Google Now Includes National Security Requests in Its Transparency Report, But It’s Really UnspecificBy: Josh Wolford - March 5, 2013
Google has added another metric to its Transparency Report so users can identify one more manner in which the government is requesting their information.
Starting today, Google is now including data about National Security Letters on its U.S. Transparency Report.
National Security Letters (NSL) are a form of a demand letter that are used by the U.S. Government (mostly the FBI) to extract information from an organization in the name of national security. The kind of info requested in NSLs includes stuff like transactions, phone numbers, and email addresses.
In the period following 9/11, the FBI’s use of National Security Letters dramatically increased with the implementation of the Patriot Act.
The thing about NSLs is that they also come complete with a gag order (most of the time), so the companies who received the letter can’t discuss it with the users whose information has been requested. For the Transparency Report, Google has worked with the FBI to loosen this secrecy – ever so slightly.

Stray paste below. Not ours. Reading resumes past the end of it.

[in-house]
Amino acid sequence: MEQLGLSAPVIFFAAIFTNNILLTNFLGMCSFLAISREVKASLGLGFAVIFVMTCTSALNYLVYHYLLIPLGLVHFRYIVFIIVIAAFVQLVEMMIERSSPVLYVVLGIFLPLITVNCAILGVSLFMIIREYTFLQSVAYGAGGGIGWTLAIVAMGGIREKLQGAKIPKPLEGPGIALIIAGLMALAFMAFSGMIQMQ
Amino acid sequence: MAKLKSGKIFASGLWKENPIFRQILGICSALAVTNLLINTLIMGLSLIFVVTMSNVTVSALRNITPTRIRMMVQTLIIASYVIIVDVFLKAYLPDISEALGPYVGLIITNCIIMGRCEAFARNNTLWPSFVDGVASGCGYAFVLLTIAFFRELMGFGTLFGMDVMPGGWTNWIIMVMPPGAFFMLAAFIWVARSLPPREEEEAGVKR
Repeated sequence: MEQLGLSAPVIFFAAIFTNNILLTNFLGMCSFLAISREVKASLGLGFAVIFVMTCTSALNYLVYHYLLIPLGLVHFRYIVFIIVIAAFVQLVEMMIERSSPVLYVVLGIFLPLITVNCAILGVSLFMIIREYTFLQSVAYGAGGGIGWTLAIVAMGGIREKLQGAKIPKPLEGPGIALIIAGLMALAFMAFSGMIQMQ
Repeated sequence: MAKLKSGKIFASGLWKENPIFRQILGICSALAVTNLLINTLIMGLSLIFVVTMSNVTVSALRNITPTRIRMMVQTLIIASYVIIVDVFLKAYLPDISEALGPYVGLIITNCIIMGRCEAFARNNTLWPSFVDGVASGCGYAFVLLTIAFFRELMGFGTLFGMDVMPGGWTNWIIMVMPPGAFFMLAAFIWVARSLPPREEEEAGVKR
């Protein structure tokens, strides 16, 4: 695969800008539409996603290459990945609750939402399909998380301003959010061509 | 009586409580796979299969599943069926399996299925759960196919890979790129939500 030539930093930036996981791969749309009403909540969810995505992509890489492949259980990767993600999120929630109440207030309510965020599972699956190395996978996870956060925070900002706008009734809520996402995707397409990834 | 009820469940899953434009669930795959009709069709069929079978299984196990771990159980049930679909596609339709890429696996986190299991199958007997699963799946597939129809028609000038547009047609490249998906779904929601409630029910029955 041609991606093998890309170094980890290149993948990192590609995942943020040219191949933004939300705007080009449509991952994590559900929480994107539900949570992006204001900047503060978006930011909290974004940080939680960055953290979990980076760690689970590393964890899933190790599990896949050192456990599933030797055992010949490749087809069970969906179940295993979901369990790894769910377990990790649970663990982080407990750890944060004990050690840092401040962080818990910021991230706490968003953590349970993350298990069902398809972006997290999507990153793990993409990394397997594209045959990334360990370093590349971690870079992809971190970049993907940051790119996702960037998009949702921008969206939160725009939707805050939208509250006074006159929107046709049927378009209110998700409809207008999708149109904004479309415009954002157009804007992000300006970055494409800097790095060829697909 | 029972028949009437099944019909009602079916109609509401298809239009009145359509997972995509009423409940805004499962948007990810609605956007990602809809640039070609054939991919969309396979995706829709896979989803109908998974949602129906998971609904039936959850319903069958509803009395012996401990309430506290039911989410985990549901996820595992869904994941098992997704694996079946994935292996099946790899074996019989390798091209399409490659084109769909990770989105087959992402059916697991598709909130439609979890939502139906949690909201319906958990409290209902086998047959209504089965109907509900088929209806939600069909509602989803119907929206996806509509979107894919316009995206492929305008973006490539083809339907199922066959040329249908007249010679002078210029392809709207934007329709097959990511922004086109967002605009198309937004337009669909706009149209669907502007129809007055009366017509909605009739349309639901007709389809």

The first thing that you’ll notice when looking at the new NSL stats is that they are unspecific – to a ridiculous degree. For instance, Google is only reporting the number of NSLs received in batches of 1,000. That means that every year on record (2009-present) has logged between 0 and 999 NSLs.
“You’ll notice that we’re reporting numerical ranges rather than exact numbers. This is to address concerns raised by the FBI, Justice Department and other agencies that releasing exact numbers might reveal information about investigations. We plan to update these figures annually,” says Google.
I guess something is better than nothing. Still, it’s a good step forward for the Google Transparency Report.